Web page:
When we got to Semmes, it was just a completely different scene. That's where the prejudice came in, and that's when my parents began telling me – I would say I really don't want to go to school, I'm tired of it—and they would sit down and talk to me, and say this is something that you're not doing just yourself, but for somebody else, maybe you'll have a little sister or little brother, and they'll be able to go to any school they want to go to, and the little kids around here, they'll be able to go to any school they want to. So then I kind of realized, and kind of put up with it.
But those years at Semmes were something. We used to have to fight every day. We used to get beat up every day. We used to get spit on every day. That first year at Semmes, we had about eight blacks at most. We had to band close together. Cause we were small. We were in the third grade and they had kids there in the fifth grade and sixth grade. They used to look like men and women to me, you know. We had a teacher, Miss Dunn, she hated us. She used to let the kids beat us, let them spit on us, and every time we passed, she would hold her nose like we stank, you know. She'd have all the other kids doing this - this was the teacher. She was the fifth-grade teacher.
In the fourth grade, we had gotten kind of used to it. More blacks came, but the ones that were there before, some of them didn't come back. Some of the ones that started that fourth year with us, they didn't stay. Their parents took them off - I guess they just didn't want to go through the hassle. But then it got better after we got older. We were able to defend ourselves. Cause we were getting up into the other grades and we were able to defend ourselves.
I can't say that I had any white friends from elementary school. I used to ask my momma and daddy why they were acting this way. I would ask them "What did we do?" And they would say that's just the way some people are, some people are just ignorant. They can't help it. The kids, they couldn't really be blamed for it, cause it's not their fault. It was their parents mostly that had put this into them. But it was bad for awhile, especially at Semmes. I got tired of it. I just didn't want to do it anymore. My stomach would start getting messed up while I was at Semmes.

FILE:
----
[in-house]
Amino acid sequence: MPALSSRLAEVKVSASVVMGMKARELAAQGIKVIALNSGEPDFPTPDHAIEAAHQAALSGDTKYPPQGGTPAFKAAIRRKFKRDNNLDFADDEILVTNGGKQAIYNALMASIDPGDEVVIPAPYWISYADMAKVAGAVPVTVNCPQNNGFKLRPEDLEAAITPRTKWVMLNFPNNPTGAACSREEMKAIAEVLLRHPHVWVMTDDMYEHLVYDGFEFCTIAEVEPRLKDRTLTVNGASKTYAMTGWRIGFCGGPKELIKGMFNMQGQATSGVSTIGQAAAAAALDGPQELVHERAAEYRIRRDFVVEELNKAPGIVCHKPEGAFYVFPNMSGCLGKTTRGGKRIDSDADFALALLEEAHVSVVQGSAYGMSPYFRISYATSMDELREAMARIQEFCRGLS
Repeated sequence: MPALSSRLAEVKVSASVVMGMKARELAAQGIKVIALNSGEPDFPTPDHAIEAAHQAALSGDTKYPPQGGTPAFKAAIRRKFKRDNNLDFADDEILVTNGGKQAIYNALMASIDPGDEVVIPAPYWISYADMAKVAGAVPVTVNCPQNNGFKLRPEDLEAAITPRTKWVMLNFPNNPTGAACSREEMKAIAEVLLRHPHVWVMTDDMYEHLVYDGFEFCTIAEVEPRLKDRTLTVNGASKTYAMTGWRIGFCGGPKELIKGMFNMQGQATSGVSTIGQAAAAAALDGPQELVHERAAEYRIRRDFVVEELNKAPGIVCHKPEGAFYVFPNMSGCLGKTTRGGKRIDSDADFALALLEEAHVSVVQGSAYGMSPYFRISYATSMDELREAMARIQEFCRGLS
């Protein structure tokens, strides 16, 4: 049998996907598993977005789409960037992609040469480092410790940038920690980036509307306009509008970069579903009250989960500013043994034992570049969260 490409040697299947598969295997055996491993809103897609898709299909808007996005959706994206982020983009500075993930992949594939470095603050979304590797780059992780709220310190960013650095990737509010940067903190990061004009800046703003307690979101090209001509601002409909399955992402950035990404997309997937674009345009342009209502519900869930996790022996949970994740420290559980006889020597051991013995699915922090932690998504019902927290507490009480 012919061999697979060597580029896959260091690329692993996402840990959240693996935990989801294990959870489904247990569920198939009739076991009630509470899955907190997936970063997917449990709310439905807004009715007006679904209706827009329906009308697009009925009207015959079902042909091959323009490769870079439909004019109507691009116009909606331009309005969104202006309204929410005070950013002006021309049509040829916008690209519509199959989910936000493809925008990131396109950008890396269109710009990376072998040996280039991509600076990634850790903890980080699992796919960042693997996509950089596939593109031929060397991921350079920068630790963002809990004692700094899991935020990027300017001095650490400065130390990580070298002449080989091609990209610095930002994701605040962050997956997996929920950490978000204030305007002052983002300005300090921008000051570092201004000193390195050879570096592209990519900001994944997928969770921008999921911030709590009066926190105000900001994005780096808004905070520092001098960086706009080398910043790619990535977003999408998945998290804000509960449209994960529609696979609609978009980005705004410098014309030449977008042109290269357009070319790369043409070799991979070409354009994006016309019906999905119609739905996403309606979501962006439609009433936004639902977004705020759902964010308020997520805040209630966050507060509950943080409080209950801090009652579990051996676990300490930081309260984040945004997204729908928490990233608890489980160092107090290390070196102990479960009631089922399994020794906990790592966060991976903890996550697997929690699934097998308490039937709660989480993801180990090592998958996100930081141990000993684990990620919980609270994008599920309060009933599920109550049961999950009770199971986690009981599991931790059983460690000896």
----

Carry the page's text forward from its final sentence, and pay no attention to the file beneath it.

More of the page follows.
I do think it was worth it now. I don't think I realized what we were doing then. It wasn't until some years later. I don't know what happened to that book, but we had a book here, Dr. Coles' book, did you see that? I don't remember him at all. Things like that, you don't hardly forget, but I don't remember him at all, coming here to visit and talk with me. But some years later, I went to see this movie - "Watts," I think it was – and at the beginning of the movie, they had clippings like with Jessie Jackson and his "I Am Somebody" speech. And they had that picture from the front of Dr. Coles' book, that picture was in the movie. And I looked at it, and it kind of like brought tears to my eyes when I saw it.
I said to my friend, "Look at this," because they were like talking about me and "I Am Somebody" and showing pictures of black leaders and reading from black poetry, and showing a picture from this book. I didn't realize it was as widespread as it was, or that other people knew about it. It didn't seem like a big thing to me really. But people would start talking, saying "Yes, I remember this, this was the first little black girl who went to the white school." And people would ask me about how I felt, and they still do, and I really can't remember how I felt that first day. But I know it was worth it.